Just to recap: The rules of the sonnet.
1: Fourteen lines, traditionally divided into three, four-line ‘quatrains,’ and a final couplet.
An eight line ‘octave’, followed by two, three-line tercets.
2: Rhyme schemes vary:
English Rennaissance: A-B-A-B-C-D-C-D-E-F-E-F-G-G
3: Iambic Pentameter: Each line has ten syllables:
4: A sonnet is an argument (an essay of sorts), and it presents its argument in a specific way.
First Quatrain (four lines): An exposition of the main theme and main metaphor.
Second Quatrain: Theme and metaphor extended or complicated; often some imaginative example is given.
Third Quatrain: Peripeteia (dramatic reversal––thank you Aristotle––more about that later in the semester), often beginning with ‘but.’
Final Couplet (two lines with end-rhymes): Summarises and leaves the reader with a new, concluding image.
You are going to write a sonnet.
You must write at least 14 lines, and you must adhere to at least one of the rules above.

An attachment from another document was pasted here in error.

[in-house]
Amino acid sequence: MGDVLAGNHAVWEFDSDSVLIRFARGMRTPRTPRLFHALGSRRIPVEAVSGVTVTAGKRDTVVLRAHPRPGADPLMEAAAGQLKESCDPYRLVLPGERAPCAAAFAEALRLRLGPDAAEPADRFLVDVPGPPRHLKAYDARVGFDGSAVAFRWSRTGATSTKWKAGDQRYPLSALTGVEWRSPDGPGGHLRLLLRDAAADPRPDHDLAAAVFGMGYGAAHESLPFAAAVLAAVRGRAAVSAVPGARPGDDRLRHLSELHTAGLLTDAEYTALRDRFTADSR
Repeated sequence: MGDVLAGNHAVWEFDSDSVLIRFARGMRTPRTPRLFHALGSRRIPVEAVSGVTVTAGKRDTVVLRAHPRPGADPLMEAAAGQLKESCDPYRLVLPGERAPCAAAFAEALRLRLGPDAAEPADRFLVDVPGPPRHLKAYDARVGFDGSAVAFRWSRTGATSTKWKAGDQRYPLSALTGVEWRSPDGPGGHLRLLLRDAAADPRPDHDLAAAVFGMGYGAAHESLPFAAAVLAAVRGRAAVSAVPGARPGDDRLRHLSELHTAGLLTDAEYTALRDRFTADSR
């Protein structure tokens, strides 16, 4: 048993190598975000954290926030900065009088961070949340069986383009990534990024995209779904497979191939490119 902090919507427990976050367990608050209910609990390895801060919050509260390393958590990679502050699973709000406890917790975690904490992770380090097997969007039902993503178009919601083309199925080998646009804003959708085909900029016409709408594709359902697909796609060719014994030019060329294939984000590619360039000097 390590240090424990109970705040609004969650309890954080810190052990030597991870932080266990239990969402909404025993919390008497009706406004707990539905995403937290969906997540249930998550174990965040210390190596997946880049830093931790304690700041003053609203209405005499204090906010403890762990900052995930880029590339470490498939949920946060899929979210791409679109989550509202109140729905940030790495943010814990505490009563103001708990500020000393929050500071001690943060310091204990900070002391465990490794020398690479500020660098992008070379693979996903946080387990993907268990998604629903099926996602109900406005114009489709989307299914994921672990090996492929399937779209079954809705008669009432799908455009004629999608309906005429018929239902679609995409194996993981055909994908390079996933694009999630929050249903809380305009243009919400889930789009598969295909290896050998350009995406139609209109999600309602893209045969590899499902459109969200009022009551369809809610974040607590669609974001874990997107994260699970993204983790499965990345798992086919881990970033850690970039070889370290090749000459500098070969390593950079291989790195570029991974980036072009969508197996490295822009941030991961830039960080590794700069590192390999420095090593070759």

So, for example, you can write a 14-line poem that develops an argument, but does not use iambic pentameter or rhyme.
Or you could write an 18 line poem in iambic pentameter that doesn’t rhyme or develop an argument.
A couple of sonnet exercises suggest themselves here:
Begin a sonnet with the word “not” or “no” or another negation. Don’t worry too much about sticking with the exact meter, but do try for a strong sense of rhythm.
Write a poem in which the speaker addresses someone else directly. Ask questions. Don’t answer them.
Or begin your sonnet with the words: Shall I compare thee to…
Shall I compare thee to a submarine.
Thou art more shark-like, and made of steel…